Eventually I came to a deep gully that I had to jump across before finally getting to the trail which zig-zagged its way steeply down the hillside. There were still no signs and this trail didn’t feel quite right, but it was heading down the hill towards more distinct paths below and I could see a couple of house and path junctions on the hill below. The trail I was following was heading a little too far North away from Kitzbuhel, but hopefully one of the junctions below would have a sign post. I then came a cross a little farmhouse with someone sat outside whittling away on some wood. He didn’t even look up to say hello as I went through the gates near the house, so I left him to himself and continued on down towards the roads. Finally, after about an hour of wandering aimlessly through the Austrian Alps wondering where I was going there was a yellow signpost and a place called Wirtsalm was about an hour away.
That was where I wanted to go so I had been heading the right way despite the sudden lack of signposts and trails. The numbers on these signposts didn’t seem to correlate with those on the map, but I was exactly where I thought I had been and all was good. The trail continued down the hill through Wirtsalm. I had to negotiate a few more electric fences and electric gates but these at least had signs on them. I couldn’t read the signs as they were of course in German but I got the gist of them and managed to avoid any more nasty shocks. I passed a couple coming up the other way who were English and had done the triathlon. I had a little chat, put them right as to where they were on the map as they were lost already despite still being on a well marked trail – I did warn them that the signposts become a little haphazard towards the top. I then continued on down past a chapel and out onto open grassland and into the town of Reith. I ate my apple and decided to stop at a shop for an ice-cream. Unfortunately the shops here seem to close between midday and 3pm so there was no ice-cream for me in Reith.
Here’s the first part of the walk up to my little lake swim.
Bees, Lakes and Farmhouses
I picked up trail 52 in Reith which was now very well marked and headed up over the hill we had cycled up in the triathlon, heading for the little lake of Gieringer Weiher. The scenery here was beautiful with green hillsides dotted with lovely wooden farmhouses and covered with wild-flower meadows. I passed a number of bee-hives and could hear bees buzzing and crickets chirping in grasses and woodlands all around me. There were farmers cutting and raking the hay meadows by hand and the farmhouses looked idyllic nestling on the rolling green hills. The architecture of the houses fits in so well with the natural environment that they actually add to it and make it nicer.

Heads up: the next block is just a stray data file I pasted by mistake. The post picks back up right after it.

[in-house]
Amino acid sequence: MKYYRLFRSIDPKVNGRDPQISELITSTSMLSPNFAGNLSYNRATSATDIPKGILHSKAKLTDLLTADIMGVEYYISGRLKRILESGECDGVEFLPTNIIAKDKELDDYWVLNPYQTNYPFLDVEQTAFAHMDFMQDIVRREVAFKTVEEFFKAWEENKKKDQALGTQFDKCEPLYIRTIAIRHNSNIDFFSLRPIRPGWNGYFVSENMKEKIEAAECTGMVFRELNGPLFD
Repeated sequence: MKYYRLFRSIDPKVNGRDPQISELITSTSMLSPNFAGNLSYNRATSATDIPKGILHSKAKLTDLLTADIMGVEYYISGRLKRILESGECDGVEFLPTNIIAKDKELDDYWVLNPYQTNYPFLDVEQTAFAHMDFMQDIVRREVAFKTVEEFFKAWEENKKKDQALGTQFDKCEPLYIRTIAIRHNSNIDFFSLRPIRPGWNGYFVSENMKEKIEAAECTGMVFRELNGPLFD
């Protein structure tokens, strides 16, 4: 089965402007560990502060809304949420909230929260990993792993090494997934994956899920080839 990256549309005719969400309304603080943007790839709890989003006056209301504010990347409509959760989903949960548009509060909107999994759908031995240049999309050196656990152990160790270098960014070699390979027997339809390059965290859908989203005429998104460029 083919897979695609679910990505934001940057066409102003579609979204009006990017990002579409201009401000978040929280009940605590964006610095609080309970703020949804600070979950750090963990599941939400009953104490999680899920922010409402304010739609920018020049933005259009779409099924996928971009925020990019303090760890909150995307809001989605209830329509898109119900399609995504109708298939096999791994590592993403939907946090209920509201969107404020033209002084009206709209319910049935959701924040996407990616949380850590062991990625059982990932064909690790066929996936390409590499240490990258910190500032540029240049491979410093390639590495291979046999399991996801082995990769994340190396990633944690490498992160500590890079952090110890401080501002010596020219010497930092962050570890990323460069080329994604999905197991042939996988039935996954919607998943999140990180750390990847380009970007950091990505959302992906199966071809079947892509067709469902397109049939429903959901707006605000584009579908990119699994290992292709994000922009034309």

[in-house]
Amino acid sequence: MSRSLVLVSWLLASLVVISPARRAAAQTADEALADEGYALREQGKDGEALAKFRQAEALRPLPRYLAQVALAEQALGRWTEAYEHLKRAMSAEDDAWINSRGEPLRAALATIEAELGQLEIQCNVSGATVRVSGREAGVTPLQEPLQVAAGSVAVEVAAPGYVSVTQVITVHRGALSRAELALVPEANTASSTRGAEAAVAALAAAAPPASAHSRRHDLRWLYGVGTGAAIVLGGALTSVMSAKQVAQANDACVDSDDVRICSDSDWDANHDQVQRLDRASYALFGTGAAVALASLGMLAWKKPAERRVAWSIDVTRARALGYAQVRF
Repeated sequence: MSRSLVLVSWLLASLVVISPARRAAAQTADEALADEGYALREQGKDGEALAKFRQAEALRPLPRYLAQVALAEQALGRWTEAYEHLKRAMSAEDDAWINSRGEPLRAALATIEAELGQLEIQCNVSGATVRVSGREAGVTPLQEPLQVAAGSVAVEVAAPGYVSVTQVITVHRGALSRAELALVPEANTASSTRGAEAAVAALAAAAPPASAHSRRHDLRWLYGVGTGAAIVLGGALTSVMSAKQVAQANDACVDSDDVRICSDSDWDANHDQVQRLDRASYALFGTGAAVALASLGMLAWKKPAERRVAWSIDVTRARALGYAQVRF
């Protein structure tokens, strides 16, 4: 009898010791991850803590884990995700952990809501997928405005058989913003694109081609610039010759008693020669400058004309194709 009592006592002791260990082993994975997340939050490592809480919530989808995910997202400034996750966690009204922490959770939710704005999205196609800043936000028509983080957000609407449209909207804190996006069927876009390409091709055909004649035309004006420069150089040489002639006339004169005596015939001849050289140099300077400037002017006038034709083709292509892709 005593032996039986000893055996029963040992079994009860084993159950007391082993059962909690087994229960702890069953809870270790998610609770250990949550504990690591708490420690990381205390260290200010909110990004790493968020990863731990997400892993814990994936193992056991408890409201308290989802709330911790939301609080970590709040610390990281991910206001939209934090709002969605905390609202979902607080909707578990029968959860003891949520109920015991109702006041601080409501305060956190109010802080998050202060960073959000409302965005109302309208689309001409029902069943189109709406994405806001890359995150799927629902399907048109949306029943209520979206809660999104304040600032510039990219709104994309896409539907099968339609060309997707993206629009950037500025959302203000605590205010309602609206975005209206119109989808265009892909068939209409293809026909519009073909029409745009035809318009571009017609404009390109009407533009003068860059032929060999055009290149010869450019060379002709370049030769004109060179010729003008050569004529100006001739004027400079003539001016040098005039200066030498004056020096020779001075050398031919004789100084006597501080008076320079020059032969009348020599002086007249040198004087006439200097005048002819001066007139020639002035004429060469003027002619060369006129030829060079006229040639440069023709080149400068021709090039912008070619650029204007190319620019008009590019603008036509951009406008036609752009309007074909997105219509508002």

After a bit of a climb and then a stroll through the woodlands I came across the lake I was heading for and was surprised to find a little cafe and shop there as well. I walked around the edge of the lake watching lots of bright green frogs plopping and splashing into the water as I approached. I stripped off, put my trunks on and went for a lovely swim in the lake, before drying off and heading to the cafe for that ice-cream I had been hankering after. If only we were allowed to swim in lakes like this in the UK. This one was actually a very quiet lake, but elsewhere larger lakes have dedicated swimming areas, often with slides and pontoons and all sorts of fun things.
After my swim I headed off onto trail 12 out around a couple more little lakes, and past a big wooden outhouse that turned out to be a bee-house full of about 50 hives and then down a steep hill to the Kitzbuhel River. Here the trail would would have taken me along the river close to the main road so I followed a different trail back up onto the hill and across yet more beautiful farmland before heading down into Kitzbuhel past some huge and obviously very expensive houses.
Once back in Kitzbuhel I stopped at a coffee shop for a coffee and a cake. As I sat there the sky clouded over a little after what had been a day of glorious sunshine. The forecast had been for heavy thunderstorms, but thankfully there had been no sign of them yet. I popped to the shops to buy some presents for Anna and Morgan and headed back to the hotel as it was now around 4:30pm. 5 minutes after getting into my hotel room, the heavens opened and the rain lashed down for the rest of the night. Phew, I’d made it back just in time!
The whole walk had been just over 18 miles in distance with a considerable amount of climbing. What with that, the little adventure on the top of the hill, the electric fences, the swim in the lake, the views and the weather it had been quite an adventure.
I was glad of the hotel pool and sauna once I’d got back, and the Weiner Schnitzel for dinner was just the ticket. Along with the other 4 courses of course! I forgot to take a photo of the menu tonight though so can’t share it with you today!
After Dinner I met Helen for a drink and finally got to try Kaiserschmarren. Kaiserschmarren is a light, caramelized pancake made from a sweet batter using flour, eggs, sugar, salt, and milk, baked in butter. It’s a little more fluffy than a pancake and taste like a cross between pancakes and doughnuts. Served with plum or cranberry jam and dusted with icing sugar it was quite a treat and they give you a huge portion too. I may have just eaten a huge 5 course dinner but I managed to squeeze a large plate of Kaiserschmarren in too.